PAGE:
Description of the servant of Yahweh (Matt 12:19-12:21)

“He will not quarrel.

He will not cry aloud.

They will not hear his voice

In the streets.

He will not break

A bruised reed.

He will not quench

A smoldering wick,

Until he brings justice to victory.

In his name,

The gentiles will hope.”

 

οὐκ ἐρίσει οὐδὲ κραυγάσει, οὐδὲ ἀκούσει τις ἐν ταῖς πλατείαις τὴν φωνὴν αὐτοῦ.

κάλαμον συντετριμμένον οὐ κατεάξει καὶ λίνον τυφόμενον οὐ σβέσει, ἕως ἂν ἐκβάλῃ εἰς νῖκος τὴν κρίσιν.

καὶ τῷ ὀνόματι αὐτοῦ ἔθνη ἐλπιοῦσιν.

 

Second Isaiah, chapter 42:2-4, described this servant of Yahweh.  He would not cry nor lift up his voice in the streets.  He would not break the bruised reeds nor put out a dimly burning wick on a candle.  In other words, he would be a very quiet person.  However, he would fight for justice.  He would not be faint or crushed, until he has established justice on the whole earth.  Matthew clearly applied this description to Jesus since Jesus would not quarrel or be contentious (οὐκ ἐρίσει).  Jesus would not cry out or shout (οὐδὲ κραυγάσει).  They would not hear Jesus’ voice in the streets (οὐδὲ ἀκούσει τις ἐν ταῖς πλατείαις τὴν φωνὴν αὐτοῦ).  Jesus would not break a bruised reed into pieces (κάλαμον συντετριμμένον οὐ κατεάξει).  Jesus would not quench a smoldering wick on a candle (καὶ λίνον τυφόμενον οὐ σβέσει).  Jesus would bring justice to victory (ἕως ἂν ἐκβάλῃ εἰς νῖκος τὴν κρίσιν).  In the name of Jesus (καὶ τῷ ὀνόματι αὐτοῦ), the gentile nations would hope (ἔθνη ἐλπιοῦσιν).  There was no doubt in the mind of Matthew that Jesus was the servant of Yahweh from Isaiah.

Seek the kingdom first (Mt 6:31-6:33)

“Therefore,

Do not be anxious!

Saying.

‘What will we eat?

What will we drink?

What will we wear?’

The gentiles

Strive for all these things.

Your heavenly Father

Knows

That you need

All these things.

But strive first

For the kingdom!

Strive

For his righteousness!

Then all these things

Will be given

To you as well.”

 

μὴ οὖν μεριμνήσητε λέγοντες· Τί φάγωμεν; ἤ· Τί πίωμεν; ἤ· Τί περιβαλώμεθα;

πάντα γὰρ ταῦτα τὰ ἔθνη ἐπιζητοῦσιν· οἶδεν γὰρ ὁ Πατὴρ ὑμῶν ὁ οὐράνιος ὅτι χρῄζετε τούτων ἁπάντων.

ζητεῖτε δὲ πρῶτον τὴν βασιλείαν καὶ τὴν δικαιοσύνην αὐτοῦ, καὶ ταῦτα πάντα προστεθήσεται ὑμῖν.

 

Once again, Luke, chapter 12:29-31, has a similar Jesus saying, indicating a common Q source.  The same theme continues.  They should not be worried or anxious (μὴ οὖν μεριμνήσητε λέγοντες).  Why are they anxious about what to eat (Τί φάγωμεν), to drink (ἤ Τί πίωμεν), or to wear (ἤ·Τί περιβαλώμεθα)?  Those are the kind of questions that gentiles ask about (πάντα γὰρ ταῦτα τὰ ἔθνη ἐπιζητοῦσιν).  Matthew continued his attack on the gentile, non-Jewish people.  Their heavenly Father knew about everything that they needed (οἶδεν γὰρ ὁ Πατὴρ ὑμῶν ὁ οὐράνιος ὅτι χρῄζετε τούτων ἁπάντων).  Thus, they should seek or strive first (ζητεῖτε δὲ πρῶτον) for the kingdom (τὴν βασιλείαν) and his righteousness (καὶ τὴν δικαιοσύνην αὐτοῦ).  Then all these other things would be taken care of for them (καὶ ταῦτα πάντα προστεθήσεται ὑμῖν).  A couple of manuscripts say kingdom of God (βασιλείαν τοῦ θεοῦ), instead of just the kingdom, but that is not in the main manuscripts.  Matthew always used the kingdom of heaven, not the kingdom of God.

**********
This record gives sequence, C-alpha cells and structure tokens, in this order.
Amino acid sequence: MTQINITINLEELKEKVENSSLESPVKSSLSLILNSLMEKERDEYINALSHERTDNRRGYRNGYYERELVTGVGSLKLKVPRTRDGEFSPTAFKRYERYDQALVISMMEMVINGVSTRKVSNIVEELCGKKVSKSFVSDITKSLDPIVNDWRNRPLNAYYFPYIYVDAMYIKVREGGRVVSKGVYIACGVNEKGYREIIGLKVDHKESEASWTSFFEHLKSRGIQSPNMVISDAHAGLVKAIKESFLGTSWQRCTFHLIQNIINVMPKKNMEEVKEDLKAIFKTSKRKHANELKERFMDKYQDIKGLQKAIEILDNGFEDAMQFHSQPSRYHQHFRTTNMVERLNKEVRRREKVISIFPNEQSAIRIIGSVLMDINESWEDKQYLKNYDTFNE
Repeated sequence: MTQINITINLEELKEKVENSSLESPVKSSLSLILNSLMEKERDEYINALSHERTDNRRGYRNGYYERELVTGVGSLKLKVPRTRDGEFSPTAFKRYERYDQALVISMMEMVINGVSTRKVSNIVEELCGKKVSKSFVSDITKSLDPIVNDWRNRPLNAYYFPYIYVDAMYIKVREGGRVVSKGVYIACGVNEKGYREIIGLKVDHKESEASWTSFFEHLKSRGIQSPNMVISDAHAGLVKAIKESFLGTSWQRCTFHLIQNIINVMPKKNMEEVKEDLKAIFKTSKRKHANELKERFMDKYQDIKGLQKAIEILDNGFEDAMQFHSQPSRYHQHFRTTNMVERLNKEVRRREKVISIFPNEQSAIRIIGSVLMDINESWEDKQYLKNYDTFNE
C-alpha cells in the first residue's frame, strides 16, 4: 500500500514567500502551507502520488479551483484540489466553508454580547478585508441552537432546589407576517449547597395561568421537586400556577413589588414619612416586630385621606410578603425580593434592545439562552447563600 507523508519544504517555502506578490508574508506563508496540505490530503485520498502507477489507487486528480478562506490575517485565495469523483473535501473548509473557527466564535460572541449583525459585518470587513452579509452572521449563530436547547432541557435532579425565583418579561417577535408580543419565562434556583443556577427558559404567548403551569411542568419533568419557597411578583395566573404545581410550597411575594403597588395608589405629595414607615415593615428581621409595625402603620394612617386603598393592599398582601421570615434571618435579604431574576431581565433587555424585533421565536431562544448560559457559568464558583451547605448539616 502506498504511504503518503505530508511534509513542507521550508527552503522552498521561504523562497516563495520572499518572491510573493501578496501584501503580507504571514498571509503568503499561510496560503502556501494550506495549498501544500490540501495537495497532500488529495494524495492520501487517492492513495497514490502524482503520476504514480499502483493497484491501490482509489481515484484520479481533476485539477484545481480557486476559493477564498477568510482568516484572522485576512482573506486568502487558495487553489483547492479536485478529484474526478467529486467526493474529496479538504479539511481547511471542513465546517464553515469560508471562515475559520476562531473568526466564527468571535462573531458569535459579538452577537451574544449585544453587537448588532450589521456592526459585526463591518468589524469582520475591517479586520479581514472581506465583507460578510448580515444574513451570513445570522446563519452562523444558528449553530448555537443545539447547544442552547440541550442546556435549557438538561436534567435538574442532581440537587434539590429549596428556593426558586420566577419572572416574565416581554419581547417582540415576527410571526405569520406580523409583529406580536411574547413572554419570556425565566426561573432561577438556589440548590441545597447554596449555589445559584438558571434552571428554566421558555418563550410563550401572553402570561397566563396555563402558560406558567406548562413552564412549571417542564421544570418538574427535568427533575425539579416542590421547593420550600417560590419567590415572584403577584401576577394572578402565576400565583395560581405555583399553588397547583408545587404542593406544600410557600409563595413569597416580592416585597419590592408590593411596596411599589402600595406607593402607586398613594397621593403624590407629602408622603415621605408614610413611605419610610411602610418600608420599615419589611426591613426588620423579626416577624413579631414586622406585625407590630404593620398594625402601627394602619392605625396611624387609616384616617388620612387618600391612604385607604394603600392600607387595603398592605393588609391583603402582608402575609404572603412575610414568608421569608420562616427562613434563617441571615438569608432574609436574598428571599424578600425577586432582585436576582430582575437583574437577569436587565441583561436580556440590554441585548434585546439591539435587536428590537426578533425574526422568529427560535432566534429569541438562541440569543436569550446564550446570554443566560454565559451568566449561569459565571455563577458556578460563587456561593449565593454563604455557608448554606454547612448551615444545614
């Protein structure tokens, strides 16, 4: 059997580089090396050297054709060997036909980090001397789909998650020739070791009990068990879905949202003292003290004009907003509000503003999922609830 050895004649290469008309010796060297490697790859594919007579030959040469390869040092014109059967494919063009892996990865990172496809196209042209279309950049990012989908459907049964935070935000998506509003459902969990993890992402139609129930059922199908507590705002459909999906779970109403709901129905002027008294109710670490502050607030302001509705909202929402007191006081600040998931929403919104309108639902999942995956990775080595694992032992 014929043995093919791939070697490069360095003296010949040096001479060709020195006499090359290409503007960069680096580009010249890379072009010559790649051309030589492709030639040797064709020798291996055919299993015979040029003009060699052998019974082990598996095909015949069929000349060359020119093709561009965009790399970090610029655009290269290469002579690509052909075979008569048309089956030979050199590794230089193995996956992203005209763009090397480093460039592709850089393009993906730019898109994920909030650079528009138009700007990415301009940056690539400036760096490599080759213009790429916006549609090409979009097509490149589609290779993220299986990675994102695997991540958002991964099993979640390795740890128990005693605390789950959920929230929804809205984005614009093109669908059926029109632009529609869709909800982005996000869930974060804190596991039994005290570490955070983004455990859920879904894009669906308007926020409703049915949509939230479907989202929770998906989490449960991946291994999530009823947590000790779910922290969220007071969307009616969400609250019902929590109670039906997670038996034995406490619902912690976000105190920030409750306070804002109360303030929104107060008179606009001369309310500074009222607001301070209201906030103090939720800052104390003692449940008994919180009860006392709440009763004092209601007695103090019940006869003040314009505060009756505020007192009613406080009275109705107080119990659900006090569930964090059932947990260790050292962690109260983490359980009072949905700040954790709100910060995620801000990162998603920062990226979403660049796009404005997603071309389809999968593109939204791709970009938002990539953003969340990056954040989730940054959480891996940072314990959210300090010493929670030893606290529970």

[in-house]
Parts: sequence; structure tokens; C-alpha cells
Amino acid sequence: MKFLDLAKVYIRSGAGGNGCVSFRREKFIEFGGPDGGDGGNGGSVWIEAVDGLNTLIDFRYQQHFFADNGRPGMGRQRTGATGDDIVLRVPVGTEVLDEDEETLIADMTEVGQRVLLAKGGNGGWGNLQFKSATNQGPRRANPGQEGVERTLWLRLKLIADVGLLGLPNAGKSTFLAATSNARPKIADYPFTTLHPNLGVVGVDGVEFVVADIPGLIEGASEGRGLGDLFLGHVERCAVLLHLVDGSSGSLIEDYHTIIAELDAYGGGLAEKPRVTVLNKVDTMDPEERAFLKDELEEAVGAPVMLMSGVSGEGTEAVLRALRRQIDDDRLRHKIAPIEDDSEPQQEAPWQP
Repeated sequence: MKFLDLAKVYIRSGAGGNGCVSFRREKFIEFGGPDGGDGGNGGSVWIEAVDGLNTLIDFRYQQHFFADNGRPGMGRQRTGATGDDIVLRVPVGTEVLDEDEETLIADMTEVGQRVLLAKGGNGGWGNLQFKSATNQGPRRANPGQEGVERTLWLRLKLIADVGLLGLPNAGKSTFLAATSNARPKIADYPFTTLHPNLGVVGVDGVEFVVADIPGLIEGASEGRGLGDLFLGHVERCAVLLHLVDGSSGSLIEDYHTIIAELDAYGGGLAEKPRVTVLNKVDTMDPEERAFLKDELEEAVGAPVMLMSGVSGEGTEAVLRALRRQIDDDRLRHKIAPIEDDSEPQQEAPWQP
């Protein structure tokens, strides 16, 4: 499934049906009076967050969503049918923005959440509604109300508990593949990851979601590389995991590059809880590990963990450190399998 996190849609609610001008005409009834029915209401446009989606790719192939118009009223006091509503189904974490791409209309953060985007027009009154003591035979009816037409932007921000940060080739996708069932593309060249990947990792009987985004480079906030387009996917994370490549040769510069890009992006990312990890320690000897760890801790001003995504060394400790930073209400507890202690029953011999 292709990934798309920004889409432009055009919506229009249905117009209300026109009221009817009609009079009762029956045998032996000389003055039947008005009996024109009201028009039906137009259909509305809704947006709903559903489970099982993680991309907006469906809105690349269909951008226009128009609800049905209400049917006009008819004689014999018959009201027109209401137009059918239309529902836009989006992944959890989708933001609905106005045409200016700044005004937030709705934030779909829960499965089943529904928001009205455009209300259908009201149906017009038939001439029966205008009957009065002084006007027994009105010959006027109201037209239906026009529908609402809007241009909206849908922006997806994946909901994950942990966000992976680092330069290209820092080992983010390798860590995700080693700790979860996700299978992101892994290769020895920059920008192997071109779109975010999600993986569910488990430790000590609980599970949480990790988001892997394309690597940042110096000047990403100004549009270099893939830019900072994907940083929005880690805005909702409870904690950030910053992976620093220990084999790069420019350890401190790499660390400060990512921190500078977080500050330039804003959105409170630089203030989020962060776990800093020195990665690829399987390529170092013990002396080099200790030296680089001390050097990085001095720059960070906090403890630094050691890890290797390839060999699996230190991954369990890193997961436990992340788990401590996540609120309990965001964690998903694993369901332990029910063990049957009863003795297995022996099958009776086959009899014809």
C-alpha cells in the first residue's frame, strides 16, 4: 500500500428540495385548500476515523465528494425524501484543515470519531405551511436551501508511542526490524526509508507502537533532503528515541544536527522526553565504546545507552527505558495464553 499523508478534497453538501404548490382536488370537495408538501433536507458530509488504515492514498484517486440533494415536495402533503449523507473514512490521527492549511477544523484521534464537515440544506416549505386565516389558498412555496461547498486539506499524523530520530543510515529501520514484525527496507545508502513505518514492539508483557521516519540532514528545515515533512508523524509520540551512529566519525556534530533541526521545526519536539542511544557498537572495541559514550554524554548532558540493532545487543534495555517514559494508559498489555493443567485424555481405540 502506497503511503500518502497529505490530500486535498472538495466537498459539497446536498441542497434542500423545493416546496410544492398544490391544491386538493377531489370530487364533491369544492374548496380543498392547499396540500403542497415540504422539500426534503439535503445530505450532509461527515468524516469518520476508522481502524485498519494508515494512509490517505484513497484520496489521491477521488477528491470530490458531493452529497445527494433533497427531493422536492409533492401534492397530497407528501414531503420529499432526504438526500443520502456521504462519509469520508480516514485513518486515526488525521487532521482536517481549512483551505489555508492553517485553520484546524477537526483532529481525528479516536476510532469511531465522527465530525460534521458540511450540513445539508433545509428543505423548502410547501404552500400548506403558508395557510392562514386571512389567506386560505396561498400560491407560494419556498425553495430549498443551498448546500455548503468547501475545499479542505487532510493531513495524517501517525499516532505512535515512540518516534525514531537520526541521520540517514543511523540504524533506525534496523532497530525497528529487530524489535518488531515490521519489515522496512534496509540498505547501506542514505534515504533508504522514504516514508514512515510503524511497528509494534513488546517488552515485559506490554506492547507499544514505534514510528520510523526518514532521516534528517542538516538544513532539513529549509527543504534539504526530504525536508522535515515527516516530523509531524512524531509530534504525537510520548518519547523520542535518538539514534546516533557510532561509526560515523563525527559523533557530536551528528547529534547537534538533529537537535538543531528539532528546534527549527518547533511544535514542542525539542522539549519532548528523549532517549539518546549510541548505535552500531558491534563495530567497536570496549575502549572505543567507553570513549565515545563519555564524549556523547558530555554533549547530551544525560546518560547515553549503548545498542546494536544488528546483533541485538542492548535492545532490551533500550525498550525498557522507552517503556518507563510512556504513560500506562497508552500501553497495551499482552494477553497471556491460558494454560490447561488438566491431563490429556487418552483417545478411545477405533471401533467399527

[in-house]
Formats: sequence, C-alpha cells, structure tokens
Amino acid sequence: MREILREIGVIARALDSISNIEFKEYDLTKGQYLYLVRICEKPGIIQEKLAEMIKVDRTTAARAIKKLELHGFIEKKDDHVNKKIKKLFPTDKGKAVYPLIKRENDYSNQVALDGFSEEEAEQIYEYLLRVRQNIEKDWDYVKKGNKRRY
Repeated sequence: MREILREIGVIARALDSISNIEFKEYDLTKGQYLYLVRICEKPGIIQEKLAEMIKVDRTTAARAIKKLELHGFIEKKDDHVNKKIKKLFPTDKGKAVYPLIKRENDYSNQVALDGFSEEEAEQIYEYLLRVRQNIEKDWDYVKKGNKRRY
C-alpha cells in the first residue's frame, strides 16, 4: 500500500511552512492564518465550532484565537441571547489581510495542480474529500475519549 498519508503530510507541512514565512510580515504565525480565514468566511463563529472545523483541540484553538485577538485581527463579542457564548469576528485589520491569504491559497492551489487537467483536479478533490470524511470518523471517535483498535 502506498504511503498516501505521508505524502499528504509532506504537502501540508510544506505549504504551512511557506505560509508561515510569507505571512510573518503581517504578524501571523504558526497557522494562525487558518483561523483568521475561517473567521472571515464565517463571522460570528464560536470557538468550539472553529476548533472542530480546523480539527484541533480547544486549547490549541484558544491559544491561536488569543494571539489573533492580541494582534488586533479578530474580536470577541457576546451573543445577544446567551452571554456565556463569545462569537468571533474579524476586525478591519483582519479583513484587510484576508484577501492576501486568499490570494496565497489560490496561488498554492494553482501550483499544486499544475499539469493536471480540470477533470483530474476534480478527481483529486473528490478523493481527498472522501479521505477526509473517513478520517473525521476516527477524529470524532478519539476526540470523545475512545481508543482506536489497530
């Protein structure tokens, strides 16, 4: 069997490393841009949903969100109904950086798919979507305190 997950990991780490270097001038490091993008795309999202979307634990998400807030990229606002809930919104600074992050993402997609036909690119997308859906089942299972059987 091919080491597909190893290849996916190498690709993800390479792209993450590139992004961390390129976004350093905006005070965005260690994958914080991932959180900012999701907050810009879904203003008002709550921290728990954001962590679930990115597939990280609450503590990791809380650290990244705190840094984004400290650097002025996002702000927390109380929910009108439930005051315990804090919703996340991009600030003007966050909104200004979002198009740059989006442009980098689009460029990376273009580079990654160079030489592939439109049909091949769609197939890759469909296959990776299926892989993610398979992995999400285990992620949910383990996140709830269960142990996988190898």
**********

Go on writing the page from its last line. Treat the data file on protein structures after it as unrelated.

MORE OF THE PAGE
Perfect love (Mt 5:46-5:48)

“If you love those

Who love you,

What reward do you have?

Do not even the tax collectors

Do the same?

If you greet only

Your brothers and sisters,

What more are you doing

Than others?

Do not even the gentiles

Do the same?

Therefore,

Be perfect,

As your heavenly Father

Is perfect.”

 

ἐὰν γὰρ ἀγαπήσητε τοὺς ἀγαπῶντας ὑμᾶς, τίνα μισθὸν ἔχετε; οὐχὶ καὶ οἱ τελῶναι τὸ αὐτὸ ποιοῦσιν;

καὶ ἐὰν ἀσπάσησθε τοὺς ἀδελφοὺς ὑμῶν μόνον, τί περισσὸν ποιεῖτε; οὐχὶ καὶ οἱ ἐθνικοὶ τὸ αὐτὸ ποιοῦσιν;

Ἔσεσθε οὖν ὑμεῖς τέλειοι ὡς ὁ Πατὴρ ὑμῶν ὁ οὐράνιος τέλειός ἐστιν.

 

Once again Matthew and Luke, chapter 6:32-34, are almost the same, perhaps a slightly different use of the Q source.  If you only loved those who loved you (ἐὰν γὰρ ἀγαπήσητε τοὺς ἀγαπῶντας ὑμᾶς), what kind of reward would you get (τίνα μισθὸν ἔχετε)?  Even the Roman tax collectors (οὐχὶ καὶ οἱ τελῶναι τὸ αὐτὸ ποιοῦσιν) love those who love them.  If you only just greet your brothers (καὶ ἐὰν ἀσπάσησθε τοὺς ἀδελφοὺς ὑμῶν μόνον), the members of your own family, what is the big deal or so extraordinary (τί περισσὸν ποιεῖτε)?  Even the gentiles or non-Jewish people (οἱ ἐθνικοὶ), since almost all the followers of Jesus were Jewish, did that (οὐχὶ καὶ οἱ ἐθνικοὶ τὸ αὐτὸ ποιοῦσιν).  If they wanted to be perfect (Ἔσεσθε οὖν ὑμεῖς τέλειοι), like their heavenly Father (ὡς ὁ Πατὴρ ὑμῶν ὁ οὐράνιος τέλειός ἐστιν), they had to love and greet everyone.  Only Matthew has this emphasis on perfection, completeness, or maturity (τέλειός).

Different genealogies